The philosophy of the NNP is such that the party attracts very easily questionable characters. Birds of a feather, flock together. The minister of youth and sports Hon Emmalin Pierre is alleged to have stolen the funds from the students’ savings of a school credit union . The wife of the foreign minister is reported to be the government's agent for the Citizens by Investment Program. This is a clear conflict of interest since the minister of foreign affairs will have a pivotal role to play in the operation of the program. Even before the bill was passed in Parliament a rubber stamp the citizens program was been promoted by an investor Peter Da Savery . This I believe is unprecedented and a clear violations of parliamentary procedures. This smells like corruption.
Hon Denzel Douglas Prime Minister of St Kitts and Nevis was allegedly involved in a similar scenario in which family members were active participants in the island’s citizens by investment program. The opposition cried foul . St Kitts and Nevis has one of the oldest citizens by investment program in the world. Dating back to as far as 1983.
The name NNP is synonymous with political corruption. The party has a serious political machinery, not because the operatives and activist are genuinely dedicated to nation building . The operatives within the NNP sole motivation is the lust for power and personal wealth. I have seen some operatives and activist within the NNP become millionaires overnight. This time around monies are not freely available as was the case from 1995-2008 and so many of the activist now have to settle for employment in the public service at the expense of thousands of dismissed young workers. Still the passion for corruption and victimisation within exist even after the prime minister gave the nation and the world the assurances that there will be no political victimisation . Can anyone really trust the prime minister?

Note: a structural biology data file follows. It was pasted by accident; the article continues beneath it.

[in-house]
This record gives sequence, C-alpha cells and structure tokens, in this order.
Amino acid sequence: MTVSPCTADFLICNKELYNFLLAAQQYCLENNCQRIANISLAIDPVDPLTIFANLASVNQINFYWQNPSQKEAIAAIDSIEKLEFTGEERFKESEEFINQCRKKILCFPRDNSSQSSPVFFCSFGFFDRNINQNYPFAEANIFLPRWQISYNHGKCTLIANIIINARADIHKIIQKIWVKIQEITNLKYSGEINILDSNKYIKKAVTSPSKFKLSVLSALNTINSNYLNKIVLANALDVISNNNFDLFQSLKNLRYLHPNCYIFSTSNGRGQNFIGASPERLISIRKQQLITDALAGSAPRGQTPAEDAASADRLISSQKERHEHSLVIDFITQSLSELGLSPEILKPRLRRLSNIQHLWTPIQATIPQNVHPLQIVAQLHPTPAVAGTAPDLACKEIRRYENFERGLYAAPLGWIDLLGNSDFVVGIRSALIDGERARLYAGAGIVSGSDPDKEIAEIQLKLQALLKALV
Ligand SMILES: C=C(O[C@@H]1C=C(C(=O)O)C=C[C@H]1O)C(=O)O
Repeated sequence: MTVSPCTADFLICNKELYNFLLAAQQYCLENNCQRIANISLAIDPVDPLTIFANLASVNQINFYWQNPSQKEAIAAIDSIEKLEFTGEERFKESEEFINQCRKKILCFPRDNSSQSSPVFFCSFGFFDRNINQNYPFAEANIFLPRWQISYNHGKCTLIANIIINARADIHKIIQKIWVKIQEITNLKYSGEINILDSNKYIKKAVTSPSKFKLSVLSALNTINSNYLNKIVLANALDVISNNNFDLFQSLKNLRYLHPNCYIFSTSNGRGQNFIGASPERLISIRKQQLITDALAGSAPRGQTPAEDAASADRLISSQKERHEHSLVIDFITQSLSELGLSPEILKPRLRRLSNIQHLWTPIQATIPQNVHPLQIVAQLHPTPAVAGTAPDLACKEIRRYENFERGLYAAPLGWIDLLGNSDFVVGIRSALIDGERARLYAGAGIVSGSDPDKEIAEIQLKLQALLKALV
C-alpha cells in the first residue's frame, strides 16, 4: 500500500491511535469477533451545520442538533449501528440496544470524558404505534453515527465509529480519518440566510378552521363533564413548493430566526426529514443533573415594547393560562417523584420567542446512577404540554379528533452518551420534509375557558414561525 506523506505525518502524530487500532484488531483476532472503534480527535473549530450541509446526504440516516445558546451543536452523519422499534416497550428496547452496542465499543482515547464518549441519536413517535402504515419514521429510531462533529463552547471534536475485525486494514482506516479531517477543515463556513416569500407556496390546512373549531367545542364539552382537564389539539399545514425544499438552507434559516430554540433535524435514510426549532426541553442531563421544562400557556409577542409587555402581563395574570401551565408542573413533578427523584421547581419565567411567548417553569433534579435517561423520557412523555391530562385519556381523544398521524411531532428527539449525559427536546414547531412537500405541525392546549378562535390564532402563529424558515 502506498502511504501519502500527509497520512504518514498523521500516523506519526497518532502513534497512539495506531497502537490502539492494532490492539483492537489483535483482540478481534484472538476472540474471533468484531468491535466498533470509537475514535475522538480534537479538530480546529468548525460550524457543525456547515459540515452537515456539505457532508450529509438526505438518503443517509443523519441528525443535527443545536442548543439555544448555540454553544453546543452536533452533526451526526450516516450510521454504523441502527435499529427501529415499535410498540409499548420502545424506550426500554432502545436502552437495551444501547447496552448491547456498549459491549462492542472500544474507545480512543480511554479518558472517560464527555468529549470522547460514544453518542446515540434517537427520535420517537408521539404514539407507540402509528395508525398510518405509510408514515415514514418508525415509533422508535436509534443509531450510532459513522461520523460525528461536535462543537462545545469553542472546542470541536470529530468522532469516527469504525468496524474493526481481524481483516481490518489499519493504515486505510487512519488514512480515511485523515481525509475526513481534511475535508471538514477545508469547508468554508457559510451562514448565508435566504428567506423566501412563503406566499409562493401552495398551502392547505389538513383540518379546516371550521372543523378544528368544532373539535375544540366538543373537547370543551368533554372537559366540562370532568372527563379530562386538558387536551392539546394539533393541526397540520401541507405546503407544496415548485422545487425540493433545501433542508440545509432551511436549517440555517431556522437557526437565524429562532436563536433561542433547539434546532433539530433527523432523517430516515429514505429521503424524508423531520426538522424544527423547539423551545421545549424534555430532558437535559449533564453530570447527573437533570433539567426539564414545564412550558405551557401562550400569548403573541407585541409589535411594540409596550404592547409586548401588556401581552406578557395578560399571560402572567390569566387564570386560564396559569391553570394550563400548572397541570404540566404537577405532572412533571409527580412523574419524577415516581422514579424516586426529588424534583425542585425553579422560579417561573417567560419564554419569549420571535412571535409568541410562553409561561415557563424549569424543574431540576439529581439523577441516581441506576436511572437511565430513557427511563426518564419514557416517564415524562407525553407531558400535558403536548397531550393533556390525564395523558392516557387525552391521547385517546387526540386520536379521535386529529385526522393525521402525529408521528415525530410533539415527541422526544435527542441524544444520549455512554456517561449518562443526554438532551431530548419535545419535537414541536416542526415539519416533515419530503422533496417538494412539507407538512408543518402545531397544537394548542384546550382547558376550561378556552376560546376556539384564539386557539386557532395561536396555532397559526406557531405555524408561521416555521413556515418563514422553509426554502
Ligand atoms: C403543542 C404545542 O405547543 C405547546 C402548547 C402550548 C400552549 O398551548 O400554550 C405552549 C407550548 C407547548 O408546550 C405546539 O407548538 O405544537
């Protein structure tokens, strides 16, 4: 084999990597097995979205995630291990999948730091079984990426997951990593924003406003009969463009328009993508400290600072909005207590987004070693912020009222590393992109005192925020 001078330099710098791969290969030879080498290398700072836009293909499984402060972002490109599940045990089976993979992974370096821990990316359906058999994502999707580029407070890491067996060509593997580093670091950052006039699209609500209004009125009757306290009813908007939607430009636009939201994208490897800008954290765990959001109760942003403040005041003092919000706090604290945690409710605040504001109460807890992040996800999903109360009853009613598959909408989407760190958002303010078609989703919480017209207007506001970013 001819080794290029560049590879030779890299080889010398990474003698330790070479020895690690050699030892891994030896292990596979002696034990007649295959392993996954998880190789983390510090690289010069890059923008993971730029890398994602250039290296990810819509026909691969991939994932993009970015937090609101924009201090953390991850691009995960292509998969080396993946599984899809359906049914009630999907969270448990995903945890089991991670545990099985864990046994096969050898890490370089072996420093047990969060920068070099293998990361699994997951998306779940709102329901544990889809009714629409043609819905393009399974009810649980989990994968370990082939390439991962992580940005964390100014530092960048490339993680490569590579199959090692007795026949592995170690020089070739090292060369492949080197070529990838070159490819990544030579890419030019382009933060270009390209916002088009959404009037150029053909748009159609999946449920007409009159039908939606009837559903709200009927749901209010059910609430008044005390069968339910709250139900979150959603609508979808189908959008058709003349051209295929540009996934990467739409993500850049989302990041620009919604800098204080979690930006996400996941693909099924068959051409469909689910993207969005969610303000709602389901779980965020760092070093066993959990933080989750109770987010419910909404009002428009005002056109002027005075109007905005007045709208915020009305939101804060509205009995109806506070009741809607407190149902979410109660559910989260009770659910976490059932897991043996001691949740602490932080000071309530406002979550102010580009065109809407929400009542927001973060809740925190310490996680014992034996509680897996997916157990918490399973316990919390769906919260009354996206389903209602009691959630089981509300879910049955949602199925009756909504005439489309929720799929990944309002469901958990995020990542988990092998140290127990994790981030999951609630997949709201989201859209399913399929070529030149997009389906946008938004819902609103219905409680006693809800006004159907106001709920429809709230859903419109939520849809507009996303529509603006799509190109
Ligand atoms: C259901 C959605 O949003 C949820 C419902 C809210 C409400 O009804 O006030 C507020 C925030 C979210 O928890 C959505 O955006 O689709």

Whenever one hears the name NNP their first instinct has to do with some wrongdoings. In the aftermath of Hurricanes Ivan and Emily rampant corruption was practised in the housing program Eights years after the hurricane supporters of the NNP still have building materials stock away in their homes. God forbid the island isn't affected by any devastating natural disaster any time soon.
Campaigning for the next general elections has begun and the party is now issuing $100 school vouchers to its supporters. The close to 2,000 public workers who have been victimised and are now on the breadline has absolutely no means to support themselves and family . Their salaries are probably being used to provide $100 vouchers for the NNPites. The passion for corruption is in the DNA of the NNP. In any discussion with a NNP supporter you will be privilege to hear the phrase 'me party in power now, ah go eat ah food '. Well there is not much food left in the basket and so one has to fear the possibility that in order to feed the supporters and maintain the party base that there isn't an increase in corruption and victimisation of workers.